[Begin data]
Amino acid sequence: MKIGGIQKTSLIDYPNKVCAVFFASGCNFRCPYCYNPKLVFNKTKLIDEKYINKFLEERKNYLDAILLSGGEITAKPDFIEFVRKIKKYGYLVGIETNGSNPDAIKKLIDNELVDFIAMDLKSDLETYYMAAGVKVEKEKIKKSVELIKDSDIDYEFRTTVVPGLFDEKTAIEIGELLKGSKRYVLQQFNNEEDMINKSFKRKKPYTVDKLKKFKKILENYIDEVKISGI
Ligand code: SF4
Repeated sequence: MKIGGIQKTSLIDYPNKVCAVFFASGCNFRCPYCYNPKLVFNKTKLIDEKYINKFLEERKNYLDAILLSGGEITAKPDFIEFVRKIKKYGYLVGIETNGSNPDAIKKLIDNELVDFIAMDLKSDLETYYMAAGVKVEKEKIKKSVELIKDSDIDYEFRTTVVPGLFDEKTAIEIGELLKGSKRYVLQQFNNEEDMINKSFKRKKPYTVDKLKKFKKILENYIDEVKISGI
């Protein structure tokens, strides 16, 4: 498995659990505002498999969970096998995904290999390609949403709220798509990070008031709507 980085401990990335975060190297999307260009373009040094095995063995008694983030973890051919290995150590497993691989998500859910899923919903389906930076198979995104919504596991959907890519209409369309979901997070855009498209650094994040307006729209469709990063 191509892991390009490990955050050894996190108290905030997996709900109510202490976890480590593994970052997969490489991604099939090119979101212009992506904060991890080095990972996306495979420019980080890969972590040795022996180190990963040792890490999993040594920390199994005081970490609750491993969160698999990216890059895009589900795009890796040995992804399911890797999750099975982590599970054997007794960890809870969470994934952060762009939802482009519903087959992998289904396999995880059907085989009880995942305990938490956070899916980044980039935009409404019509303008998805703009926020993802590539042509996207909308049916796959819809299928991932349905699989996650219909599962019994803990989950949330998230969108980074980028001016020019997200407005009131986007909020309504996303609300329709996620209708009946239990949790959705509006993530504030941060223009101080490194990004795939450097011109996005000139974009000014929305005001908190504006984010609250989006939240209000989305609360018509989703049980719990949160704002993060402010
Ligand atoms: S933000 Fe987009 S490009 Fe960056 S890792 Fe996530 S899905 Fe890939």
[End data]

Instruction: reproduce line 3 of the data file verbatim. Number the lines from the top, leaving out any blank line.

Repeated sequence: MKIGGIQKTSLIDYPNKVCAVFFASGCNFRCPYCYNPKLVFNKTKLIDEKYINKFLEERKNYLDAILLSGGEITAKPDFIEFVRKIKKYGYLVGIETNGSNPDAIKKLIDNELVDFIAMDLKSDLETYYMAAGVKVEKEKIKKSVELIKDSDIDYEFRTTVVPGLFDEKTAIEIGELLKGSKRYVLQQFNNEEDMINKSFKRKKPYTVDKLKKFKKILENYIDEVKISGI